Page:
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SMART Approaches to Reducing Gun Violence: Smart Policing Initiative Spotlight on Evidence-Based Strategies and Impacts

NCJ Number
246828
Date Published
Agencies
BJA-Sponsored
Publication Type
Grant
Annotation
This report focuses on strategies and outcomes for reducing gun violence implemented in nine sites that received Federal grant funding under the Smart Policing Initiative (SPI).
Abstract
Five strategies were used by the nine sites to reduce gun violence. One strategy targeted resources for geographic areas (“hot spots”) where gun violence was persistent and concentrated. Another strategy targeted habitual offenders involved in gun violence in “hot spots.” A third strategy used new technologies and advanced crime analysis in countering gun violence. A fourth strategy engaged appropriate community organizations in cooperative multi-pronged efforts to address gun violence. The fifth strategy consisted of the use of advanced problem analysis. Although many of the SPI projects are ongoing, several sites have produced important findings on outcomes, based on rigorous research methods. Boston’s problem-oriented strategy that focused on micro-level “hot spots” reduced aggravated assault by just over 15 percent, violent crime by just over 17 percent, and robberies by approximately 19 percent. Baltimore’s strategy of targeted enforcement within selected crime “hot spots” reduced homicides by 27 percent; and a related focused deterrence intervention reduced non-fatal shooting in one neighborhood by 40 percent. Baltimore’s Gun Offender Registry reduced gun-related reoffending risks among participants by 92 percent. Los Angeles LASER initiative, which combined place and offender strategies with the use of criminal intelligence data, reduced homicides by just over 22 percent per month in the target division (Newton), and gun crime by 5 percent in each reporting district of the target division. The aforementioned SPI sites all used sophisticated evaluation research designs with comparison areas. This report also notes a number of next steps in countering gun violence, most notably the development of supply-side approaches that disrupt illicit gun-supply lines and combat illegal gun sales. 3 tables and descriptions of outcome evaluations in Boston, Baltimore, and Los Angeles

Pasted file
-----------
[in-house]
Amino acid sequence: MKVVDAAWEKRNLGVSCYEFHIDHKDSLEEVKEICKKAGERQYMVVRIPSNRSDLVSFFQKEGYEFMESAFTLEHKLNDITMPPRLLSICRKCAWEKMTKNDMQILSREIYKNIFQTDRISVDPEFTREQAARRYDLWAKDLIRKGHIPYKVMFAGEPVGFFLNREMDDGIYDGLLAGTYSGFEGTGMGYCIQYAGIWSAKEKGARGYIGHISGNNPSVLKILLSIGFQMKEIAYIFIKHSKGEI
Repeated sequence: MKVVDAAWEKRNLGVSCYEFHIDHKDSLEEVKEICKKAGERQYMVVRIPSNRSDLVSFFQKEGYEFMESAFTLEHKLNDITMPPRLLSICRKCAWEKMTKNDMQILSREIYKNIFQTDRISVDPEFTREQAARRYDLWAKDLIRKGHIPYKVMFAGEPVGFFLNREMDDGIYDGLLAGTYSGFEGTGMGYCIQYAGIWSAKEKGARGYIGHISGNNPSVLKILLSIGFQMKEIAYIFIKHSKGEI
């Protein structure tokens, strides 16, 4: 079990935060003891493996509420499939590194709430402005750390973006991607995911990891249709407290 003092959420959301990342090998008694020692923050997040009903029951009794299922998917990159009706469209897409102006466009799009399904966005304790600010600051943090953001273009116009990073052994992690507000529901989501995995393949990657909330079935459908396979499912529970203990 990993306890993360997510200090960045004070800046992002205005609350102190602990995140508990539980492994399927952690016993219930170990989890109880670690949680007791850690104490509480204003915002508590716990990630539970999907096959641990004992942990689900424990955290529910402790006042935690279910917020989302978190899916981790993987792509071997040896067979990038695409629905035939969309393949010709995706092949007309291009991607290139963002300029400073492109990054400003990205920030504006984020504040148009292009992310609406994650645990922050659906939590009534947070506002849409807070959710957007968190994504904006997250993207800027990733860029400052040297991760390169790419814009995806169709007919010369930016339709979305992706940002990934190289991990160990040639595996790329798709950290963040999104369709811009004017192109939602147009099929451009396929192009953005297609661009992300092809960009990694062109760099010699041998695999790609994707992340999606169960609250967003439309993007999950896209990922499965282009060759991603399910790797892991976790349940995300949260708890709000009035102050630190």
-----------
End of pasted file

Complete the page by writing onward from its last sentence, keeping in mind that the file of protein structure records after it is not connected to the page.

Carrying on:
Date Created: September 6, 2016